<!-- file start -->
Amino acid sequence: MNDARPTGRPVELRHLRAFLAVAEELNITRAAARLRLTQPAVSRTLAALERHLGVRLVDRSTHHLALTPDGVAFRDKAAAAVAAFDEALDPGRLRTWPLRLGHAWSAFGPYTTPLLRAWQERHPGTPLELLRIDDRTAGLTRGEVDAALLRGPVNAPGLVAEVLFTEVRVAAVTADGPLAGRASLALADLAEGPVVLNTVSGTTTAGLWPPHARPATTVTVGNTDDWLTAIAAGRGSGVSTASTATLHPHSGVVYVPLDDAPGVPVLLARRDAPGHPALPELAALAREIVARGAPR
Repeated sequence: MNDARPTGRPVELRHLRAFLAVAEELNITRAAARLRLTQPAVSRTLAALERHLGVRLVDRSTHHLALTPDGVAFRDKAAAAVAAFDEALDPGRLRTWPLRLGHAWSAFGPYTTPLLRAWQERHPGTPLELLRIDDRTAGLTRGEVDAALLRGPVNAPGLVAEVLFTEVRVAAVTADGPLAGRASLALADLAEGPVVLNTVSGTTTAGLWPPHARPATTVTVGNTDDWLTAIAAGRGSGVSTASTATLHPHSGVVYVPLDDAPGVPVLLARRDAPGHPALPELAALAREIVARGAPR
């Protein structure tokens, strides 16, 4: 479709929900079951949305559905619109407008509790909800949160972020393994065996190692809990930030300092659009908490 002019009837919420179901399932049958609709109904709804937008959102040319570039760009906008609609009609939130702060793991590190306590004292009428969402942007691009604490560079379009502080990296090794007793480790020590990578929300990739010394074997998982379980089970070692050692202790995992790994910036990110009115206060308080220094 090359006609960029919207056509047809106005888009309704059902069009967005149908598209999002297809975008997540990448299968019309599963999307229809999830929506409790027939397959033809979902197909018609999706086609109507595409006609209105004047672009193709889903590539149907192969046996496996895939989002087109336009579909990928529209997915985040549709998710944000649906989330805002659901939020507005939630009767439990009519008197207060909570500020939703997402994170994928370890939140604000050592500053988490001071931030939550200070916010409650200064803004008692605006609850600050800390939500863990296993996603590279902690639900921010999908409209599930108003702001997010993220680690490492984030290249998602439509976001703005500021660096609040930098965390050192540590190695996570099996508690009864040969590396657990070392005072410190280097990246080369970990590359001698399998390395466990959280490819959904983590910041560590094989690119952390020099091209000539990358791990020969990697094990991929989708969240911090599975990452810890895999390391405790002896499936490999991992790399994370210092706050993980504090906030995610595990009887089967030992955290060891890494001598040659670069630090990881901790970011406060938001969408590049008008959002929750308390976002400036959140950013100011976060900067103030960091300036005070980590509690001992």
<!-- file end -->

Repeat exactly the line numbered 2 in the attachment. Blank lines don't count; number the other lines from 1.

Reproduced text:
Repeated sequence: MNDARPTGRPVELRHLRAFLAVAEELNITRAAARLRLTQPAVSRTLAALERHLGVRLVDRSTHHLALTPDGVAFRDKAAAAVAAFDEALDPGRLRTWPLRLGHAWSAFGPYTTPLLRAWQERHPGTPLELLRIDDRTAGLTRGEVDAALLRGPVNAPGLVAEVLFTEVRVAAVTADGPLAGRASLALADLAEGPVVLNTVSGTTTAGLWPPHARPATTVTVGNTDDWLTAIAAGRGSGVSTASTATLHPHSGVVYVPLDDAPGVPVLLARRDAPGHPALPELAALAREIVARGAPR